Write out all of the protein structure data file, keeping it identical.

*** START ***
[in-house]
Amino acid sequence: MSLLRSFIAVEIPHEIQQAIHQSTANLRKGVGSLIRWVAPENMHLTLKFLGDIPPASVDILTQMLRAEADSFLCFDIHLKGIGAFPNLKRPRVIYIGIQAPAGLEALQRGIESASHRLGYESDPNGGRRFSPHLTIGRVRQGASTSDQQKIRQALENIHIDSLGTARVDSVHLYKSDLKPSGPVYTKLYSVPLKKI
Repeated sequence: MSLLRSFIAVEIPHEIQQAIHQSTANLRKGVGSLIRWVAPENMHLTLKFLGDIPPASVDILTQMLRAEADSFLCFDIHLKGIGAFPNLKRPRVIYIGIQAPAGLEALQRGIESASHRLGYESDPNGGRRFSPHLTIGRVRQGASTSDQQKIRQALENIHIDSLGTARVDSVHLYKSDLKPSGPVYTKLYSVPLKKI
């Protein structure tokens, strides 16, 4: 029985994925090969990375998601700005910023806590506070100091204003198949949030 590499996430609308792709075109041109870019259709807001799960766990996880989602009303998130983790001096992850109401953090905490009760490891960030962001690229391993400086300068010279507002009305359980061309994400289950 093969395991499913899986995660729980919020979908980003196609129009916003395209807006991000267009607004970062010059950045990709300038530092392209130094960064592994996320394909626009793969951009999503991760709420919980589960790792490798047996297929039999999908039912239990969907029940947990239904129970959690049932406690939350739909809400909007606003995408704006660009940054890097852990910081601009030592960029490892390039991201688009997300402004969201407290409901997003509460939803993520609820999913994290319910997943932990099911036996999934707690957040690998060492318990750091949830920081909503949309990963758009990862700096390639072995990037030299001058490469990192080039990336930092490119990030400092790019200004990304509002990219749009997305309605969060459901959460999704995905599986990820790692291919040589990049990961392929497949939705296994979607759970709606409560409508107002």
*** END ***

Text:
[in-house]
Amino acid sequence: MSLLRSFIAVEIPHEIQQAIHQSTANLRKGVGSLIRWVAPENMHLTLKFLGDIPPASVDILTQMLRAEADSFLCFDIHLKGIGAFPNLKRPRVIYIGIQAPAGLEALQRGIESASHRLGYESDPNGGRRFSPHLTIGRVRQGASTSDQQKIRQALENIHIDSLGTARVDSVHLYKSDLKPSGPVYTKLYSVPLKKI
Repeated sequence: MSLLRSFIAVEIPHEIQQAIHQSTANLRKGVGSLIRWVAPENMHLTLKFLGDIPPASVDILTQMLRAEADSFLCFDIHLKGIGAFPNLKRPRVIYIGIQAPAGLEALQRGIESASHRLGYESDPNGGRRFSPHLTIGRVRQGASTSDQQKIRQALENIHIDSLGTARVDSVHLYKSDLKPSGPVYTKLYSVPLKKI
């Protein structure tokens, strides 16, 4: 029985994925090969990375998601700005910023806590506070100091204003198949949030 590499996430609308792709075109041109870019259709807001799960766990996880989602009303998130983790001096992850109401953090905490009760490891960030962001690229391993400086300068010279507002009305359980061309994400289950 093969395991499913899986995660729980919020979908980003196609129009916003395209807006991000267009607004970062010059950045990709300038530092392209130094960064592994996320394909626009793969951009999503991760709420919980589960790792490798047996297929039999999908039912239990969907029940947990239904129970959690049932406690939350739909809400909007606003995408704006660009940054890097852990910081601009030592960029490892390039991201688009997300402004969201407290409901997003509460939803993520609820999913994290319910997943932990099911036996999934707690957040690998060492318990750091949830920081909503949309990963758009990862700096390639072995990037030299001058490469990192080039990336930092490119990030400092790019200004990304509002990219749009997305309605969060459901959460999704995905599986990820790692291919040589990049990961392929497949939705296994979607759970709606409560409508107002």